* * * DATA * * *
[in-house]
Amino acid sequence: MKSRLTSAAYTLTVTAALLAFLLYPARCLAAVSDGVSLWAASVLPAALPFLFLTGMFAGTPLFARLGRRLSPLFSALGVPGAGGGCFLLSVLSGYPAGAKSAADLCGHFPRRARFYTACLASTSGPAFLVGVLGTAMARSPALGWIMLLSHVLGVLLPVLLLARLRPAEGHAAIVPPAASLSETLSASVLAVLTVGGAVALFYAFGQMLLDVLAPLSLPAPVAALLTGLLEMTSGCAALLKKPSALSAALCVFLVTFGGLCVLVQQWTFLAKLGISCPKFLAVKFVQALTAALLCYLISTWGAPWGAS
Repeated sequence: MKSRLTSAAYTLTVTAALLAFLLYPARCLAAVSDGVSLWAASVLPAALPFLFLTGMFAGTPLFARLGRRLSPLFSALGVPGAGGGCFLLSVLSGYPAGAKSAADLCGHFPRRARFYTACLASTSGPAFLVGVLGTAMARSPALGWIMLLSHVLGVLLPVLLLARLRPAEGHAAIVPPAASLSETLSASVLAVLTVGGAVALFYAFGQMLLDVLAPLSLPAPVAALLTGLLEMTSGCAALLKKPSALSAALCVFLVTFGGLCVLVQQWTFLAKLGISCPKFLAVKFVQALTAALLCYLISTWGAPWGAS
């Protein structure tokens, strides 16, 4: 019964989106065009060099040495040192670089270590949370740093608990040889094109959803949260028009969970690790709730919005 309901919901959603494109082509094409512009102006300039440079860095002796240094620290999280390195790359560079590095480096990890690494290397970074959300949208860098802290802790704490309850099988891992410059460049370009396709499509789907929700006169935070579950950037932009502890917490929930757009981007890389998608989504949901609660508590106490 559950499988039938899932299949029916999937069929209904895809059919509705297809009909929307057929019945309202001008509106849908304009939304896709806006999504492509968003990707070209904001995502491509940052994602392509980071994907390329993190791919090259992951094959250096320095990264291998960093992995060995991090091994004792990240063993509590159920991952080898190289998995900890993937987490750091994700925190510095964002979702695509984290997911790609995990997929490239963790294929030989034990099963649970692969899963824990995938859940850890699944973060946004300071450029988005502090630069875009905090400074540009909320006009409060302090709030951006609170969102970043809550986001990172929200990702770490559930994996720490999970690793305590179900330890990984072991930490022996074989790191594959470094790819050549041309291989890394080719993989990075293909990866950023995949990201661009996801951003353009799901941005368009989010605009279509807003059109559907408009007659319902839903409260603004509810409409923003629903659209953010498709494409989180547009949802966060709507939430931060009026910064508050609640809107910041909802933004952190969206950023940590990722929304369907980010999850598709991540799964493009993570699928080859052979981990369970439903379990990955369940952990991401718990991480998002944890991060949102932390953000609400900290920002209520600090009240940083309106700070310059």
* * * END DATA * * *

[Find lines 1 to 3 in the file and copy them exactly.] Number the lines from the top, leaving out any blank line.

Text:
[in-house]
Amino acid sequence: MKSRLTSAAYTLTVTAALLAFLLYPARCLAAVSDGVSLWAASVLPAALPFLFLTGMFAGTPLFARLGRRLSPLFSALGVPGAGGGCFLLSVLSGYPAGAKSAADLCGHFPRRARFYTACLASTSGPAFLVGVLGTAMARSPALGWIMLLSHVLGVLLPVLLLARLRPAEGHAAIVPPAASLSETLSASVLAVLTVGGAVALFYAFGQMLLDVLAPLSLPAPVAALLTGLLEMTSGCAALLKKPSALSAALCVFLVTFGGLCVLVQQWTFLAKLGISCPKFLAVKFVQALTAALLCYLISTWGAPWGAS
Repeated sequence: MKSRLTSAAYTLTVTAALLAFLLYPARCLAAVSDGVSLWAASVLPAALPFLFLTGMFAGTPLFARLGRRLSPLFSALGVPGAGGGCFLLSVLSGYPAGAKSAADLCGHFPRRARFYTACLASTSGPAFLVGVLGTAMARSPALGWIMLLSHVLGVLLPVLLLARLRPAEGHAAIVPPAASLSETLSASVLAVLTVGGAVALFYAFGQMLLDVLAPLSLPAPVAALLTGLLEMTSGCAALLKKPSALSAALCVFLVTFGGLCVLVQQWTFLAKLGISCPKFLAVKFVQALTAALLCYLISTWGAPWGAS